The aim of this course is to give an overview of the key concepts of the Julia programming language as well as explain the advantages over other languages designed for numerical computing, as e.g. Matlab or R. Furthermore it demonstrates how readily available packages developed with Julia can be used to solve common problems occurring in numerical analysis, such as  linear systems of equations  non linear systems of equations  ordinary differential equations  linear programs. The course will also cover the basic tasks frequently encountered by numerical analysts: benchmarking, plotting and debugging. If time permits we will also explore possibilities for using Julia in deep learning applications.
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CINVESTAV

Wed 20 Sep 2017, 3:15pm
Topology and related seminars
ESB 4133 (PIMS Lounge)

Hopf invariants in the motion planning problem

ESB 4133 (PIMS Lounge)
Wed 20 Sep 2017, 3:15pm4:15pm
Abstract
Hopf invariants, a basic construction in homotopy theory, are closely related to Lusternik–Schnirelmann category which, in turn, can be defined as the sectional category of a certain evaluation map. In this talk I'll introduce the notion of Hopf invariants for general fibrations and exhibit a connection between the Hopf invariants for a product fibration and those for the factors. Applications will be drawn to the motion planning problem.
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Technical University of Munich

Thu 21 Sep 2017, 3:00pm
SPECIAL
LSK 306

Overview of the Julia programming language: an 8 hour minicourse Part III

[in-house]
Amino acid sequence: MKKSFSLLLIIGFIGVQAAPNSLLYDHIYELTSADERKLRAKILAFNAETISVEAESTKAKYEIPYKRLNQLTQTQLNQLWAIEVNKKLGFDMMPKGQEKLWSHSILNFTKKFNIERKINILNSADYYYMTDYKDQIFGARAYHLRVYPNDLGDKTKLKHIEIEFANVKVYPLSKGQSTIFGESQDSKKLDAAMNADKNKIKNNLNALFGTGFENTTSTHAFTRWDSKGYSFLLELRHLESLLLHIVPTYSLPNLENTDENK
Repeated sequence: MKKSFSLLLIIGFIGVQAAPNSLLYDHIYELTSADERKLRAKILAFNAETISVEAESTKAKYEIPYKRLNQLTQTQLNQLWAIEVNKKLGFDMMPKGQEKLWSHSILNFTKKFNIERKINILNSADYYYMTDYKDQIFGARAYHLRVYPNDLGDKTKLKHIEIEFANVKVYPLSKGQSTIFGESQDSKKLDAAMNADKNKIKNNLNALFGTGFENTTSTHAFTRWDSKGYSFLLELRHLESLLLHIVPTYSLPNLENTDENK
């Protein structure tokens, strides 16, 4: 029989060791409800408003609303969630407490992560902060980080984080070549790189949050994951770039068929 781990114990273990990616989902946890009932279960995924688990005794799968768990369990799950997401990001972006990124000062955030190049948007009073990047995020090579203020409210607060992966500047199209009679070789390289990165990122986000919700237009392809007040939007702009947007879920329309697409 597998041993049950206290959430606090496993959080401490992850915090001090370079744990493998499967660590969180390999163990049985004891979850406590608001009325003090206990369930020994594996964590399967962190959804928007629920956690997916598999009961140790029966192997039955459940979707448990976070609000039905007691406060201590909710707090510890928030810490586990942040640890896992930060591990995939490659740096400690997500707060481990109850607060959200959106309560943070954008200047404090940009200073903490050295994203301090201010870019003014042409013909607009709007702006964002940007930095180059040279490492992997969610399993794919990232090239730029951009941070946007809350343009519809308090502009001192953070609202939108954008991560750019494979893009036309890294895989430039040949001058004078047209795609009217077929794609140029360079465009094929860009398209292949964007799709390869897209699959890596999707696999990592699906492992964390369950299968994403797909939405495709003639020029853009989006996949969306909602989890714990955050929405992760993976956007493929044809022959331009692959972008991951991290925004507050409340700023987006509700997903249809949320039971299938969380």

LSK 306
Thu 21 Sep 2017, 3:00pm5:30pm
Details
Course description: The Julia programming language is designed to be a high level language for numerical computing, that is as fast as C or Fortran, despite employing a high level syntax. Since its first release in 2012 it has been continually improved and build a fast growing community around it.
The aim of this course is to give an overview of the key concepts of the Julia programming language as well as explain the advantages over other languages designed for numerical computing, as e.g. Matlab or R. Furthermore it demonstrates how readily available packages developed with Julia can be used to solve common problems occurring in numerical analysis, such as  linear systems of equations  non linear systems of equations  ordinary differential equations  linear programs. The course will also cover the basic tasks frequently encountered by numerical analysts: benchmarking, plotting and debugging. If time permits we will also explore possibilities for using Julia in deep learning applications.
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UBC Math

Fri 22 Sep 2017, 3:00pm
Department Colloquium
ESB 2012

Some directions in analysis and geometry of probability measures

ESB 2012
Fri 22 Sep 2017, 3:00pm4:00pm
Abstract
Probability measures are key objects in many scientific and engineering areas that deal with randomness, distributions, data sets, etc. When coupled with optimization, many interesting questions naturally arise. In this talk, I will explain a few of such questions from the point of view of optimal transport theory, which gives a natural and robust framework for studying probability measures. These involve among others, matching probability measures in an optimal way following certain rules (e.g martingale), as well as finding geometric averages between probability measures.
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UBC

Mon 25 Sep 2017, 4:00pm
Algebraic Geometry Seminar
MATH 126

A power structure over the Grothendieck ring of geometric dg categories

MATH 126
Mon 25 Sep 2017, 4:00pm5:00pm
Abstract
The notion of a power structure is closely related to that of a lambda ring. It is a powerful way to encode operations on certain generating functions. GuseinZade, Luengo, and MelleHernandez have defined a power structure over the Grothendieck ring of varieties. I will discuss an analog of this on a version of the Grothendieck ring of pretriangulated categories, whose elements represent enhancements of derived categories of coherent sheaves on varieties.
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USC

Tue 26 Sep 2017, 4:00pm
Discrete Math Seminar
ESB 4127

Combinatorial bases of polynomials

ESB 4127
Tue 26 Sep 2017, 4:00pm5:00pm
Abstract